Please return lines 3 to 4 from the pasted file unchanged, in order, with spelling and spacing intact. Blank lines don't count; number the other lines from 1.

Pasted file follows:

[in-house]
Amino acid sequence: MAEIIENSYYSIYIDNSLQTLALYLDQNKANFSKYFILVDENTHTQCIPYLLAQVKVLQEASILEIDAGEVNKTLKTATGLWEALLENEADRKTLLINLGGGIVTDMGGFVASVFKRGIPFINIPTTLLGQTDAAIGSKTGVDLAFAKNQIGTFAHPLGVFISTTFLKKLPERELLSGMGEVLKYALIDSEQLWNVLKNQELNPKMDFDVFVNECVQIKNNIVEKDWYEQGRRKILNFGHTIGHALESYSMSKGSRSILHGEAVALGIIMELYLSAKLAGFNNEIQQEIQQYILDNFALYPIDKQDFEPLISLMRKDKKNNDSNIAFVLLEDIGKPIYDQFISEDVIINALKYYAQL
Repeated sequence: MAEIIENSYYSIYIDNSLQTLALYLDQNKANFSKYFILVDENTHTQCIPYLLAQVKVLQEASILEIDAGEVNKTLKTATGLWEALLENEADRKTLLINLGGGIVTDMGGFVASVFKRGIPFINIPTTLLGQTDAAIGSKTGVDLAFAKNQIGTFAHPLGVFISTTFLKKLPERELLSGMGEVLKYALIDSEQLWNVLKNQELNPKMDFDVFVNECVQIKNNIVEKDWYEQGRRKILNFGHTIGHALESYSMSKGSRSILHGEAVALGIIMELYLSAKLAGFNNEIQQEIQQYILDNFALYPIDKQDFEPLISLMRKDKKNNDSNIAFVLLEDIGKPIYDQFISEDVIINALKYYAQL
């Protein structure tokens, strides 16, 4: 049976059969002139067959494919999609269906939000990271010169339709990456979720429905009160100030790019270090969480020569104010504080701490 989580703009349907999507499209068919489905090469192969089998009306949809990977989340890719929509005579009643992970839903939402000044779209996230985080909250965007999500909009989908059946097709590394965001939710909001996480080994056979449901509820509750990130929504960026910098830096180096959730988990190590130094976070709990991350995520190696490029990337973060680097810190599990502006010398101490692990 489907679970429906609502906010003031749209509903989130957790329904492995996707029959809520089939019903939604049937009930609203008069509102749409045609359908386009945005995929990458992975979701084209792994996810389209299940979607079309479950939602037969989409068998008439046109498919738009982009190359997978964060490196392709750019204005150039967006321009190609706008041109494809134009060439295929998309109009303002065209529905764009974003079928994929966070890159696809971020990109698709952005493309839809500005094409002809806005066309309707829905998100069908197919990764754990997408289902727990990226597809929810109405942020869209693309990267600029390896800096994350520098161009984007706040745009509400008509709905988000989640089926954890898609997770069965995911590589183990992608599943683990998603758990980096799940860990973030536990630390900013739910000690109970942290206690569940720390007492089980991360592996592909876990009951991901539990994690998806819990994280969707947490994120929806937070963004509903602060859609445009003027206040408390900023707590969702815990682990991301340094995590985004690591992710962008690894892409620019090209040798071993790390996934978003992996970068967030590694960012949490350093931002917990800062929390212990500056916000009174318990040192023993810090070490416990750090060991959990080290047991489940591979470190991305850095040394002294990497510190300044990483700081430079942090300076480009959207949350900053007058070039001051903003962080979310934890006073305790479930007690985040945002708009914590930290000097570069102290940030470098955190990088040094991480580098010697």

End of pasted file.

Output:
Repeated sequence: MAEIIENSYYSIYIDNSLQTLALYLDQNKANFSKYFILVDENTHTQCIPYLLAQVKVLQEASILEIDAGEVNKTLKTATGLWEALLENEADRKTLLINLGGGIVTDMGGFVASVFKRGIPFINIPTTLLGQTDAAIGSKTGVDLAFAKNQIGTFAHPLGVFISTTFLKKLPERELLSGMGEVLKYALIDSEQLWNVLKNQELNPKMDFDVFVNECVQIKNNIVEKDWYEQGRRKILNFGHTIGHALESYSMSKGSRSILHGEAVALGIIMELYLSAKLAGFNNEIQQEIQQYILDNFALYPIDKQDFEPLISLMRKDKKNNDSNIAFVLLEDIGKPIYDQFISEDVIINALKYYAQL
């Protein structure tokens, strides 16, 4: 049976059969002139067959494919999609269906939000990271010169339709990456979720429905009160100030790019270090969480020569104010504080701490 989580703009349907999507499209068919489905090469192969089998009306949809990977989340890719929509005579009643992970839903939402000044779209996230985080909250965007999500909009989908059946097709590394965001939710909001996480080994056979449901509820509750990130929504960026910098830096180096959730988990190590130094976070709990991350995520190696490029990337973060680097810190599990502006010398101490692990 489907679970429906609502906010003031749209509903989130957790329904492995996707029959809520089939019903939604049937009930609203008069509102749409045609359908386009945005995929990458992975979701084209792994996810389209299940979607079309479950939602037969989409068998008439046109498919738009982009190359997978964060490196392709750019204005150039967006321009190609706008041109494809134009060439295929998309109009303002065209529905764009974003079928994929966070890159696809971020990109698709952005493309839809500005094409002809806005066309309707829905998100069908197919990764754990997408289902727990990226597809929810109405942020869209693309990267600029390896800096994350520098161009984007706040745009509400008509709905988000989640089926954890898609997770069965995911590589183990992608599943683990998603758990980096799940860990973030536990630390900013739910000690109970942290206690569940720390007492089980991360592996592909876990009951991901539990994690998806819990994280969707947490994120929806937070963004509903602060859609445009003027206040408390900023707590969702815990682990991301340094995590985004690591992710962008690894892409620019090209040798071993790390996934978003992996970068967030590694960012949490350093931002917990800062929390212990500056916000009174318990040192023993810090070490416990750090060991959990080290047991489940591979470190991305850095040394002294990497510190300044990483700081430079942090300076480009959207949350900053007058070039001051903003962080979310934890006073305790479930007690985040945002708009914590930290000097570069102290940030470098955190990088040094991480580098010697």